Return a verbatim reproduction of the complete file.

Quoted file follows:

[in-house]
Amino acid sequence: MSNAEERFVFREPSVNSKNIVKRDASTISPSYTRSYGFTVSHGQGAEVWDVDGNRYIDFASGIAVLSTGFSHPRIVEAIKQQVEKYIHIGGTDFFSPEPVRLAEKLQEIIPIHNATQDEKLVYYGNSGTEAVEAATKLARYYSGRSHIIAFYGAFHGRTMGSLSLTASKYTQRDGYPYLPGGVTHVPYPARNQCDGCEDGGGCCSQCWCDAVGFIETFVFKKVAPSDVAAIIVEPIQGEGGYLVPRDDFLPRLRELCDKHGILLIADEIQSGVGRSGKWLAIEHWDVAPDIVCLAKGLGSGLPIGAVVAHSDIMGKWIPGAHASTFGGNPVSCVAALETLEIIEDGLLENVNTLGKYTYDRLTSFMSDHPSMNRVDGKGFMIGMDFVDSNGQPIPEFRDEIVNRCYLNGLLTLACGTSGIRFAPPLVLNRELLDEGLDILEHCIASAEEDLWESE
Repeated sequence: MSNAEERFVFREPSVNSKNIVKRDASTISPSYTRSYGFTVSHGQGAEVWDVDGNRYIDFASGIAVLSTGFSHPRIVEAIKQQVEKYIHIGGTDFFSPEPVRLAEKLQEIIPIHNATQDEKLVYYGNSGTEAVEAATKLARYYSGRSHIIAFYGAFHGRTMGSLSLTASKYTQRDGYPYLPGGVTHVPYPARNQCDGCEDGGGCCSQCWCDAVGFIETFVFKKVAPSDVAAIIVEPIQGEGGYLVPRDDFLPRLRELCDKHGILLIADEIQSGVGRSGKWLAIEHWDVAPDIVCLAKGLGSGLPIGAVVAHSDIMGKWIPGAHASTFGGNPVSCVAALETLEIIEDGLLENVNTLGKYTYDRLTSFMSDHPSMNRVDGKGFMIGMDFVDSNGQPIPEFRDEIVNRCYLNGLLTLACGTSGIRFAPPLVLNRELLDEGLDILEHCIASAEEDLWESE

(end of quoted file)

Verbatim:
[in-house]
Amino acid sequence: MSNAEERFVFREPSVNSKNIVKRDASTISPSYTRSYGFTVSHGQGAEVWDVDGNRYIDFASGIAVLSTGFSHPRIVEAIKQQVEKYIHIGGTDFFSPEPVRLAEKLQEIIPIHNATQDEKLVYYGNSGTEAVEAATKLARYYSGRSHIIAFYGAFHGRTMGSLSLTASKYTQRDGYPYLPGGVTHVPYPARNQCDGCEDGGGCCSQCWCDAVGFIETFVFKKVAPSDVAAIIVEPIQGEGGYLVPRDDFLPRLRELCDKHGILLIADEIQSGVGRSGKWLAIEHWDVAPDIVCLAKGLGSGLPIGAVVAHSDIMGKWIPGAHASTFGGNPVSCVAALETLEIIEDGLLENVNTLGKYTYDRLTSFMSDHPSMNRVDGKGFMIGMDFVDSNGQPIPEFRDEIVNRCYLNGLLTLACGTSGIRFAPPLVLNRELLDEGLDILEHCIASAEEDLWESE
Repeated sequence: MSNAEERFVFREPSVNSKNIVKRDASTISPSYTRSYGFTVSHGQGAEVWDVDGNRYIDFASGIAVLSTGFSHPRIVEAIKQQVEKYIHIGGTDFFSPEPVRLAEKLQEIIPIHNATQDEKLVYYGNSGTEAVEAATKLARYYSGRSHIIAFYGAFHGRTMGSLSLTASKYTQRDGYPYLPGGVTHVPYPARNQCDGCEDGGGCCSQCWCDAVGFIETFVFKKVAPSDVAAIIVEPIQGEGGYLVPRDDFLPRLRELCDKHGILLIADEIQSGVGRSGKWLAIEHWDVAPDIVCLAKGLGSGLPIGAVVAHSDIMGKWIPGAHASTFGGNPVSCVAALETLEIIEDGLLENVNTLGKYTYDRLTSFMSDHPSMNRVDGKGFMIGMDFVDSNGQPIPEFRDEIVNRCYLNGLLTLACGTSGIRFAPPLVLNRELLDEGLDILEHCIASAEEDLWESE